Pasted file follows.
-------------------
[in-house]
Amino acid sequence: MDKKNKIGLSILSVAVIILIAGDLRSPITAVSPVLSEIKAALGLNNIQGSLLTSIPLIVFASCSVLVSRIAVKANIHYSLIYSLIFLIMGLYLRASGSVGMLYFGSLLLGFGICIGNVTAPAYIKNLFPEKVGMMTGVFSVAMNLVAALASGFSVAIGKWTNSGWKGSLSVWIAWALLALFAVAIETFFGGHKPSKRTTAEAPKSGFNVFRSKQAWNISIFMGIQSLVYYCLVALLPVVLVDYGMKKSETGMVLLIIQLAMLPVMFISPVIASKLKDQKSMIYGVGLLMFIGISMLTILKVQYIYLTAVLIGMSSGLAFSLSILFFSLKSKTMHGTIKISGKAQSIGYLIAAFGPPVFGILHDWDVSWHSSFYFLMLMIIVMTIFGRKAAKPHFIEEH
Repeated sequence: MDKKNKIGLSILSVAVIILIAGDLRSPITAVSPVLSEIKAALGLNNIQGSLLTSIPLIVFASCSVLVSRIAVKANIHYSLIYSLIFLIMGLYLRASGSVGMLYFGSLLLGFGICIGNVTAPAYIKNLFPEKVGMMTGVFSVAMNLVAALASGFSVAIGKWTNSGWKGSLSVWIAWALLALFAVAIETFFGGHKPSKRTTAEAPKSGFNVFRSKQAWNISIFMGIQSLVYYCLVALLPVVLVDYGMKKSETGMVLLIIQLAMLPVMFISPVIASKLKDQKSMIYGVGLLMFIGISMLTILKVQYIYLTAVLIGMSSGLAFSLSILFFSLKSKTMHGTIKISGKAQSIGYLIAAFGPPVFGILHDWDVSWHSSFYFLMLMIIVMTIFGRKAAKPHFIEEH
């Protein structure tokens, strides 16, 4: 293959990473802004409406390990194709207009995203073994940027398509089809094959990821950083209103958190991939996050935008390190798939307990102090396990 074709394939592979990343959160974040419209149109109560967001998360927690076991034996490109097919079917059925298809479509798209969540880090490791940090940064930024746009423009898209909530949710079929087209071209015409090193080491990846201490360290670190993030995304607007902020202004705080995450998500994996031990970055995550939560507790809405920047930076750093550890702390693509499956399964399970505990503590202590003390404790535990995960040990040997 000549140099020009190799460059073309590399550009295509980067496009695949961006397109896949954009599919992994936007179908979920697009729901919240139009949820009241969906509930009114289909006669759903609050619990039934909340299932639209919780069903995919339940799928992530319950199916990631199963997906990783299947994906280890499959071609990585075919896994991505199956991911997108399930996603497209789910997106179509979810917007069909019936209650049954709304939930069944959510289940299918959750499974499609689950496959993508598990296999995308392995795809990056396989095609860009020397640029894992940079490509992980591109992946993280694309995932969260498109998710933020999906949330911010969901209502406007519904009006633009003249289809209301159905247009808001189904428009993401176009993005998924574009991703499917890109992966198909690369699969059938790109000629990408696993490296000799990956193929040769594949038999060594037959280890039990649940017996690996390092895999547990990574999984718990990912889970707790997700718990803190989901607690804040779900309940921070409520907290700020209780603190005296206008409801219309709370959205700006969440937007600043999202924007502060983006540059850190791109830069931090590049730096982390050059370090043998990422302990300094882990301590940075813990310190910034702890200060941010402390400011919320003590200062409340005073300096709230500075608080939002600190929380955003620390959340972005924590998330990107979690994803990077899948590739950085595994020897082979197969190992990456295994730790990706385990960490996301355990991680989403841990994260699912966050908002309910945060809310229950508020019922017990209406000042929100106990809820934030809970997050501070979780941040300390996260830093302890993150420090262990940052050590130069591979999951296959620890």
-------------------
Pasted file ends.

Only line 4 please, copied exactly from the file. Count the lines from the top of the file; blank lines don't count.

């Protein structure tokens, strides 16, 4: 293959990473802004409406390990194709207009995203073994940027398509089809094959990821950083209103958190991939996050935008390190798939307990102090396990 074709394939592979990343959160974040419209149109109560967001998360927690076991034996490109097919079917059925298809479509798209969540880090490791940090940064930024746009423009898209909530949710079929087209071209015409090193080491990846201490360290670190993030995304607007902020202004705080995450998500994996031990970055995550939560507790809405920047930076750093550890702390693509499956399964399970505990503590202590003390404790535990995960040990040997 000549140099020009190799460059073309590399550009295509980067496009695949961006397109896949954009599919992994936007179908979920697009729901919240139009949820009241969906509930009114289909006669759903609050619990039934909340299932639209919780069903995919339940799928992530319950199916990631199963997906990783299947994906280890499959071609990585075919896994991505199956991911997108399930996603497209789910997106179509979810917007069909019936209650049954709304939930069944959510289940299918959750499974499609689950496959993508598990296999995308392995795809990056396989095609860009020397640029894992940079490509992980591109992946993280694309995932969260498109998710933020999906949330911010969901209502406007519904009006633009003249289809209301159905247009808001189904428009993401176009993005998924574009991703499917890109992966198909690369699969059938790109000629990408696993490296000799990956193929040769594949038999060594037959280890039990649940017996690996390092895999547990990574999984718990990912889970707790997700718990803190989901607690804040779900309940921070409520907290700020209780603190005296206008409801219309709370959205700006969440937007600043999202924007502060983006540059850190791109830069931090590049730096982390050059370090043998990422302990300094882990301590940075813990310190910034702890200060941010402390400011919320003590200062409340005073300096709230500075608080939002600190929380955003620390959340972005924590998330990107979690994803990077899948590739950085595994020897082979197969190992990456295994730790990706385990960490996301355990991680989403841990994260699912966050908002309910945060809310229950508020019922017990209406000042929100106990809820934030809970997050501070979780941040300390996260830093302890993150420090262990940052050590130069591979999951296959620890």